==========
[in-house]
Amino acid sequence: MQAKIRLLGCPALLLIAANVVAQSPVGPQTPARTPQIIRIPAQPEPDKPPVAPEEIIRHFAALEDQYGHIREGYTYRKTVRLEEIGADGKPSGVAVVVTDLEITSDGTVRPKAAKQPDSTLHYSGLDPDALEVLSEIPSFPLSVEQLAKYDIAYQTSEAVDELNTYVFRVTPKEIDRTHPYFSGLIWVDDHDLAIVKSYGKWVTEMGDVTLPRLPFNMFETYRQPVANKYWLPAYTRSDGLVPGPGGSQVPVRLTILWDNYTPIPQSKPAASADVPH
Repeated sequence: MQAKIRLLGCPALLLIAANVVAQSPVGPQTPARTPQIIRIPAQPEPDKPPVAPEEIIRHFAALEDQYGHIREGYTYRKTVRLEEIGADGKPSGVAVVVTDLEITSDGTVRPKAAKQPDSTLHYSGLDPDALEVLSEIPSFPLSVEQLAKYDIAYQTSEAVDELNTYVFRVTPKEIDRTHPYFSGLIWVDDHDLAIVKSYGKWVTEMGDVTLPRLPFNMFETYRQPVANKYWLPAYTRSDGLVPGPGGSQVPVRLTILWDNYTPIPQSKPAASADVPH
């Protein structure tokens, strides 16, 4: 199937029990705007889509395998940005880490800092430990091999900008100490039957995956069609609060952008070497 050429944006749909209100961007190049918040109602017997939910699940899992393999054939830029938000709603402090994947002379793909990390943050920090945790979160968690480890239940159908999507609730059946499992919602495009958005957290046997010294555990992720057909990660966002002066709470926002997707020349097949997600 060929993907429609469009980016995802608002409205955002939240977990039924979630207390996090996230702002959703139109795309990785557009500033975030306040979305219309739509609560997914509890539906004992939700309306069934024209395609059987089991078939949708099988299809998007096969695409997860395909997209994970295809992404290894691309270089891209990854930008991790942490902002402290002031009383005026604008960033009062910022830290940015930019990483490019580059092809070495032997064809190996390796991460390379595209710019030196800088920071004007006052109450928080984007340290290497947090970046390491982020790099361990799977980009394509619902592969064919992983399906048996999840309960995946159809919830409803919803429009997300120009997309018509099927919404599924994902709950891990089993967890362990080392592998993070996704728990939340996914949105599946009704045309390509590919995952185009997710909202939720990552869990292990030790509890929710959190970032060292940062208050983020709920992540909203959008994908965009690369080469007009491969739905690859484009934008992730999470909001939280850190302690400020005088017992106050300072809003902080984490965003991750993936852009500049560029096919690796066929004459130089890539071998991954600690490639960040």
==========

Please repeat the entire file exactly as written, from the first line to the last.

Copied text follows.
[in-house]
Amino acid sequence: MQAKIRLLGCPALLLIAANVVAQSPVGPQTPARTPQIIRIPAQPEPDKPPVAPEEIIRHFAALEDQYGHIREGYTYRKTVRLEEIGADGKPSGVAVVVTDLEITSDGTVRPKAAKQPDSTLHYSGLDPDALEVLSEIPSFPLSVEQLAKYDIAYQTSEAVDELNTYVFRVTPKEIDRTHPYFSGLIWVDDHDLAIVKSYGKWVTEMGDVTLPRLPFNMFETYRQPVANKYWLPAYTRSDGLVPGPGGSQVPVRLTILWDNYTPIPQSKPAASADVPH
Repeated sequence: MQAKIRLLGCPALLLIAANVVAQSPVGPQTPARTPQIIRIPAQPEPDKPPVAPEEIIRHFAALEDQYGHIREGYTYRKTVRLEEIGADGKPSGVAVVVTDLEITSDGTVRPKAAKQPDSTLHYSGLDPDALEVLSEIPSFPLSVEQLAKYDIAYQTSEAVDELNTYVFRVTPKEIDRTHPYFSGLIWVDDHDLAIVKSYGKWVTEMGDVTLPRLPFNMFETYRQPVANKYWLPAYTRSDGLVPGPGGSQVPVRLTILWDNYTPIPQSKPAASADVPH
């Protein structure tokens, strides 16, 4: 199937029990705007889509395998940005880490800092430990091999900008100490039957995956069609609060952008070497 050429944006749909209100961007190049918040109602017997939910699940899992393999054939830029938000709603402090994947002379793909990390943050920090945790979160968690480890239940159908999507609730059946499992919602495009958005957290046997010294555990992720057909990660966002002066709470926002997707020349097949997600 060929993907429609469009980016995802608002409205955002939240977990039924979630207390996090996230702002959703139109795309990785557009500033975030306040979305219309739509609560997914509890539906004992939700309306069934024209395609059987089991078939949708099988299809998007096969695409997860395909997209994970295809992404290894691309270089891209990854930008991790942490902002402290002031009383005026604008960033009062910022830290940015930019990483490019580059092809070495032997064809190996390796991460390379595209710019030196800088920071004007006052109450928080984007340290290497947090970046390491982020790099361990799977980009394509619902592969064919992983399906048996999840309960995946159809919830409803919803429009997300120009997309018509099927919404599924994902709950891990089993967890362990080392592998993070996704728990939340996914949105599946009704045309390509590919995952185009997710909202939720990552869990292990030790509890929710959190970032060292940062208050983020709920992540909203959008994908965009690369080469007009491969739905690859484009934008992730999470909001939280850190302690400020005088017992106050300072809003902080984490965003991750993936852009500049560029096919690796066929004459130089890539071998991954600690490639960040």